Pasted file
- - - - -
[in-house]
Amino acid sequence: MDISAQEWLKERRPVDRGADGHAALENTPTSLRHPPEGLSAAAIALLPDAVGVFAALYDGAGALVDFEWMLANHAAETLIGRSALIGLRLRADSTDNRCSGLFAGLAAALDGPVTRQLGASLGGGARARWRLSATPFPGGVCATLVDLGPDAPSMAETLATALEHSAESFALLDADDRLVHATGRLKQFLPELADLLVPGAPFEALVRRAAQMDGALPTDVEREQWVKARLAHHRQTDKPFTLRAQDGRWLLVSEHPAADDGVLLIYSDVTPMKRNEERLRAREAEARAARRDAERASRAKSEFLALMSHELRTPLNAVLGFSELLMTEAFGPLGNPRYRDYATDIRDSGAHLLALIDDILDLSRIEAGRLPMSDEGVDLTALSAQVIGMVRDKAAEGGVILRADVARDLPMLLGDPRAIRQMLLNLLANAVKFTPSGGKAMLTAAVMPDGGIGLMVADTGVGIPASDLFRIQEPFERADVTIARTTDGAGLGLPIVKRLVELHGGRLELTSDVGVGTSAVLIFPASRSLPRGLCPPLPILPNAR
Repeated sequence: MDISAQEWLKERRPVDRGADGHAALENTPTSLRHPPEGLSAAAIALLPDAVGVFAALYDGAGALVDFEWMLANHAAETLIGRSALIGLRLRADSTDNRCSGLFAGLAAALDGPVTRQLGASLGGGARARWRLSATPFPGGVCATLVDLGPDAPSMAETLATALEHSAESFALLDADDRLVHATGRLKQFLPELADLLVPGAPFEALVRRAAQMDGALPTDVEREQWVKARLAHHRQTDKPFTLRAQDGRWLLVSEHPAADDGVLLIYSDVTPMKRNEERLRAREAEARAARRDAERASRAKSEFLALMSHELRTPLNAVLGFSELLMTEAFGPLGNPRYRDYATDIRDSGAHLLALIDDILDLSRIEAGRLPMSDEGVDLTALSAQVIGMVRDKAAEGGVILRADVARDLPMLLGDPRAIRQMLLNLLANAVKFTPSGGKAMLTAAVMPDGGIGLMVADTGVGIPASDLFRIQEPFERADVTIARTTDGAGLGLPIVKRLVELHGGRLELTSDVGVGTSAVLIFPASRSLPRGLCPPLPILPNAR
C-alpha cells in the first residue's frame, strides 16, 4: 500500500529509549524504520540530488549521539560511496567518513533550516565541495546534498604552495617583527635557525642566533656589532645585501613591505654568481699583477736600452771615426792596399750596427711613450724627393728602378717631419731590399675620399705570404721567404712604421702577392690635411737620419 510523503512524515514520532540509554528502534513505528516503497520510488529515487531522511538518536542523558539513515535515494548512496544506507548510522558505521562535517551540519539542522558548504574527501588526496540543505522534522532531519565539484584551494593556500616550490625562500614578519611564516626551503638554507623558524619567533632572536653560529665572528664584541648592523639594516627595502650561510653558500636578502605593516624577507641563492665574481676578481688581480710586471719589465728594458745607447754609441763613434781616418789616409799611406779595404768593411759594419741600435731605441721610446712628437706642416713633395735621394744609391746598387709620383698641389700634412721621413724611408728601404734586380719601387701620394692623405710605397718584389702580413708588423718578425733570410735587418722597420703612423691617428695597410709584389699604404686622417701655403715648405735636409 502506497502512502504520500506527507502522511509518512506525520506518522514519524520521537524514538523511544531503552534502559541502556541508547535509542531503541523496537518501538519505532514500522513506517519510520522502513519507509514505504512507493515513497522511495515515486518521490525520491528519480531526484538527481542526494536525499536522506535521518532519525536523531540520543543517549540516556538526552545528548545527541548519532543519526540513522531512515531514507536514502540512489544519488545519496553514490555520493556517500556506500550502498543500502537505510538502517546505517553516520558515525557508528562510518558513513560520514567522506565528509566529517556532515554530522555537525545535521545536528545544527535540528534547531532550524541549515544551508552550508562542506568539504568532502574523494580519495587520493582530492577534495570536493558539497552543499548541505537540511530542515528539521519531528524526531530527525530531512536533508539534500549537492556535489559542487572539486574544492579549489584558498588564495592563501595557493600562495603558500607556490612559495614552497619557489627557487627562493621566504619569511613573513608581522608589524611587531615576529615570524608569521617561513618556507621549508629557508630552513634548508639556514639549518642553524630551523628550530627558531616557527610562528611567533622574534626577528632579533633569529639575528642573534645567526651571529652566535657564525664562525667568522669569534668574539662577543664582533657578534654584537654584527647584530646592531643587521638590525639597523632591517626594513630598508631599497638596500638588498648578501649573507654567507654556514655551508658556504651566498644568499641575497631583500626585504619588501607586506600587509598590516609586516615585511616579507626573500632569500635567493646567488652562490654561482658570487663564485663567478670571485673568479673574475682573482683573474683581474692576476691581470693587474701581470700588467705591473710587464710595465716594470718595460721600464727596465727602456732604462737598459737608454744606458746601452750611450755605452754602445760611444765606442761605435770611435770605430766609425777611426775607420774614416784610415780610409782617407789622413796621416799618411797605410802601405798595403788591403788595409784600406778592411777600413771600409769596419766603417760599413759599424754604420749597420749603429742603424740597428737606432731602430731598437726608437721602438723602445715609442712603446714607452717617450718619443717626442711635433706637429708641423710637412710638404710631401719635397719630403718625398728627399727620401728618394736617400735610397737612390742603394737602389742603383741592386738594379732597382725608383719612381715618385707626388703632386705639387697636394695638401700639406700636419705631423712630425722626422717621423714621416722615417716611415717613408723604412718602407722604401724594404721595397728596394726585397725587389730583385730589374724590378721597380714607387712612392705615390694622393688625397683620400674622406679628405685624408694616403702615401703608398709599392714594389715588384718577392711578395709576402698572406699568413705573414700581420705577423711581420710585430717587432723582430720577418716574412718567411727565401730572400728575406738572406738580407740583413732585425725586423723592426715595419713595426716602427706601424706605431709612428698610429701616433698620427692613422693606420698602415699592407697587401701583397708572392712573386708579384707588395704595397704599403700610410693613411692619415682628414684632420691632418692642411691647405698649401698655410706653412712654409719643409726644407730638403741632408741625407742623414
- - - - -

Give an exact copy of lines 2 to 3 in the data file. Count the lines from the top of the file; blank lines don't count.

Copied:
Amino acid sequence: MDISAQEWLKERRPVDRGADGHAALENTPTSLRHPPEGLSAAAIALLPDAVGVFAALYDGAGALVDFEWMLANHAAETLIGRSALIGLRLRADSTDNRCSGLFAGLAAALDGPVTRQLGASLGGGARARWRLSATPFPGGVCATLVDLGPDAPSMAETLATALEHSAESFALLDADDRLVHATGRLKQFLPELADLLVPGAPFEALVRRAAQMDGALPTDVEREQWVKARLAHHRQTDKPFTLRAQDGRWLLVSEHPAADDGVLLIYSDVTPMKRNEERLRAREAEARAARRDAERASRAKSEFLALMSHELRTPLNAVLGFSELLMTEAFGPLGNPRYRDYATDIRDSGAHLLALIDDILDLSRIEAGRLPMSDEGVDLTALSAQVIGMVRDKAAEGGVILRADVARDLPMLLGDPRAIRQMLLNLLANAVKFTPSGGKAMLTAAVMPDGGIGLMVADTGVGIPASDLFRIQEPFERADVTIARTTDGAGLGLPIVKRLVELHGGRLELTSDVGVGTSAVLIFPASRSLPRGLCPPLPILPNAR
Repeated sequence: MDISAQEWLKERRPVDRGADGHAALENTPTSLRHPPEGLSAAAIALLPDAVGVFAALYDGAGALVDFEWMLANHAAETLIGRSALIGLRLRADSTDNRCSGLFAGLAAALDGPVTRQLGASLGGGARARWRLSATPFPGGVCATLVDLGPDAPSMAETLATALEHSAESFALLDADDRLVHATGRLKQFLPELADLLVPGAPFEALVRRAAQMDGALPTDVEREQWVKARLAHHRQTDKPFTLRAQDGRWLLVSEHPAADDGVLLIYSDVTPMKRNEERLRAREAEARAARRDAERASRAKSEFLALMSHELRTPLNAVLGFSELLMTEAFGPLGNPRYRDYATDIRDSGAHLLALIDDILDLSRIEAGRLPMSDEGVDLTALSAQVIGMVRDKAAEGGVILRADVARDLPMLLGDPRAIRQMLLNLLANAVKFTPSGGKAMLTAAVMPDGGIGLMVADTGVGIPASDLFRIQEPFERADVTIARTTDGAGLGLPIVKRLVELHGGRLELTSDVGVGTSAVLIFPASRSLPRGLCPPLPILPNAR